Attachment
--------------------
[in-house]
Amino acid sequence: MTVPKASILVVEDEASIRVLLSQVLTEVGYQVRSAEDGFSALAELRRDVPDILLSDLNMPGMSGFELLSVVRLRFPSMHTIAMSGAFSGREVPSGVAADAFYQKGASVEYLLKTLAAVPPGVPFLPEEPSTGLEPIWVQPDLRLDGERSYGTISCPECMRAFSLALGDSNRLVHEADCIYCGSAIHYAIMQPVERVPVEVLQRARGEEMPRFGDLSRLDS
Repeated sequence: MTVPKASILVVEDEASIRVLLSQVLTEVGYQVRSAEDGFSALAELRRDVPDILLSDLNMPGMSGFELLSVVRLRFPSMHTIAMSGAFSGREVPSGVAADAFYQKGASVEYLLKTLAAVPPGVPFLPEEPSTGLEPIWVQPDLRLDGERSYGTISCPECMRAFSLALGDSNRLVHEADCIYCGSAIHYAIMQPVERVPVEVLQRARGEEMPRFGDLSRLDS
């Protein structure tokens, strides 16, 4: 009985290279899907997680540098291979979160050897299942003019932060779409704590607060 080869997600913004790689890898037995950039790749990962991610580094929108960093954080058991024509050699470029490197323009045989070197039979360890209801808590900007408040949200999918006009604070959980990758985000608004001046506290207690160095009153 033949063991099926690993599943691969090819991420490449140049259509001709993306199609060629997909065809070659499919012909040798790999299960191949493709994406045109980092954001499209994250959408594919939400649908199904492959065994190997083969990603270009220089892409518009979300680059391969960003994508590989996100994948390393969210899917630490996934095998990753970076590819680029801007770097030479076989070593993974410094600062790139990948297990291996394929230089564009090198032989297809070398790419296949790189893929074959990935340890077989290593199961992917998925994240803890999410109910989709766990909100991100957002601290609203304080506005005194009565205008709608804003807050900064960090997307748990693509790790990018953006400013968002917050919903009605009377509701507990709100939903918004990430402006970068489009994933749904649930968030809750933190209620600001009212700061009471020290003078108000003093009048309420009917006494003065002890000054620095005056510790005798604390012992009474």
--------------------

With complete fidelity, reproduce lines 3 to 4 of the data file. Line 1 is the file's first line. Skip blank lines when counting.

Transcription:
Repeated sequence: MTVPKASILVVEDEASIRVLLSQVLTEVGYQVRSAEDGFSALAELRRDVPDILLSDLNMPGMSGFELLSVVRLRFPSMHTIAMSGAFSGREVPSGVAADAFYQKGASVEYLLKTLAAVPPGVPFLPEEPSTGLEPIWVQPDLRLDGERSYGTISCPECMRAFSLALGDSNRLVHEADCIYCGSAIHYAIMQPVERVPVEVLQRARGEEMPRFGDLSRLDS
């Protein structure tokens, strides 16, 4: 009985290279899907997680540098291979979160050897299942003019932060779409704590607060 080869997600913004790689890898037995950039790749990962991610580094929108960093954080058991024509050699470029490197323009045989070197039979360890209801808590900007408040949200999918006009604070959980990758985000608004001046506290207690160095009153 033949063991099926690993599943691969090819991420490449140049259509001709993306199609060629997909065809070659499919012909040798790999299960191949493709994406045109980092954001499209994250959408594919939400649908199904492959065994190997083969990603270009220089892409518009979300680059391969960003994508590989996100994948390393969210899917630490996934095998990753970076590819680029801007770097030479076989070593993974410094600062790139990948297990291996394929230089564009090198032989297809070398790419296949790189893929074959990935340890077989290593199961992917998925994240803890999410109910989709766990909100991100957002601290609203304080506005005194009565205008709608804003807050900064960090997307748990693509790790990018953006400013968002917050919903009605009377509701507990709100939903918004990430402006970068489009994933749904649930968030809750933190209620600001009212700061009471020290003078108000003093009048309420009917006494003065002890000054620095005056510790005798604390012992009474």